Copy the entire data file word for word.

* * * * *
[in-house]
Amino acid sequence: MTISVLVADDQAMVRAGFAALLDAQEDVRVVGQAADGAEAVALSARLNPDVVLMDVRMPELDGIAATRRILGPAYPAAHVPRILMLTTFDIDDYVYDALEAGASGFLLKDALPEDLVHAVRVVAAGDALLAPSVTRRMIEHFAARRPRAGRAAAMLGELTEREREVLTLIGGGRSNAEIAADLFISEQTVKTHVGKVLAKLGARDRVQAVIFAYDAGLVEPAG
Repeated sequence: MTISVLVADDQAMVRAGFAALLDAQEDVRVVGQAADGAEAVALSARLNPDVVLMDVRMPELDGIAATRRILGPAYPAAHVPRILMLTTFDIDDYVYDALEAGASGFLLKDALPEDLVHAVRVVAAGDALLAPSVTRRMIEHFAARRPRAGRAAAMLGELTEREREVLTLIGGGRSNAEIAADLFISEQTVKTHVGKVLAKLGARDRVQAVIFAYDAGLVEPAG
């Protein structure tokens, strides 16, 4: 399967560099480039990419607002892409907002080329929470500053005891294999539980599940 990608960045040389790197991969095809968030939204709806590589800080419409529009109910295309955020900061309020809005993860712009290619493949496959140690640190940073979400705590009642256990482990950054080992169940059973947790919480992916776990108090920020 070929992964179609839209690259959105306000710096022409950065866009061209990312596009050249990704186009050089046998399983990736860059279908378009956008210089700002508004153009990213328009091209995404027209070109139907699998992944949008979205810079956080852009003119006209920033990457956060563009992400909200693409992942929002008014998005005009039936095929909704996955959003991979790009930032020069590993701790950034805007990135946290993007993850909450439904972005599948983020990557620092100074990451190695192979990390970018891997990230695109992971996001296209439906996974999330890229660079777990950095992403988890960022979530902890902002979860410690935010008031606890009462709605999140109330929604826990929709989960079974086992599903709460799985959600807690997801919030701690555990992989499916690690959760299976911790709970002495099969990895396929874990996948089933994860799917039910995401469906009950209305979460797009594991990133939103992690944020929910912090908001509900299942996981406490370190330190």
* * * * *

[in-house]
Amino acid sequence: MTISVLVADDQAMVRAGFAALLDAQEDVRVVGQAADGAEAVALSARLNPDVVLMDVRMPELDGIAATRRILGPAYPAAHVPRILMLTTFDIDDYVYDALEAGASGFLLKDALPEDLVHAVRVVAAGDALLAPSVTRRMIEHFAARRPRAGRAAAMLGELTEREREVLTLIGGGRSNAEIAADLFISEQTVKTHVGKVLAKLGARDRVQAVIFAYDAGLVEPAG
Repeated sequence: MTISVLVADDQAMVRAGFAALLDAQEDVRVVGQAADGAEAVALSARLNPDVVLMDVRMPELDGIAATRRILGPAYPAAHVPRILMLTTFDIDDYVYDALEAGASGFLLKDALPEDLVHAVRVVAAGDALLAPSVTRRMIEHFAARRPRAGRAAAMLGELTEREREVLTLIGGGRSNAEIAADLFISEQTVKTHVGKVLAKLGARDRVQAVIFAYDAGLVEPAG
């Protein structure tokens, strides 16, 4: 399967560099480039990419607002892409907002080329929470500053005891294999539980599940 990608960045040389790197991969095809968030939204709806590589800080419409529009109910295309955020900061309020809005993860712009290619493949496959140690640190940073979400705590009642256990482990950054080992169940059973947790919480992916776990108090920020 070929992964179609839209690259959105306000710096022409950065866009061209990312596009050249990704186009050089046998399983990736860059279908378009956008210089700002508004153009990213328009091209995404027209070109139907699998992944949008979205810079956080852009003119006209920033990457956060563009992400909200693409992942929002008014998005005009039936095929909704996955959003991979790009930032020069590993701790950034805007990135946290993007993850909450439904972005599948983020990557620092100074990451190695192979990390970018891997990230695109992971996001296209439906996974999330890229660079777990950095992403988890960022979530902890902002979860410690935010008031606890009462709605999140109330929604826990929709989960079974086992599903709460799985959600807690997801919030701690555990992989499916690690959760299976911790709970002495099969990895396929874990996948089933994860799917039910995401469906009950209305979460797009594991990133939103992690944020929910912090908001509900299942996981406490370190330190």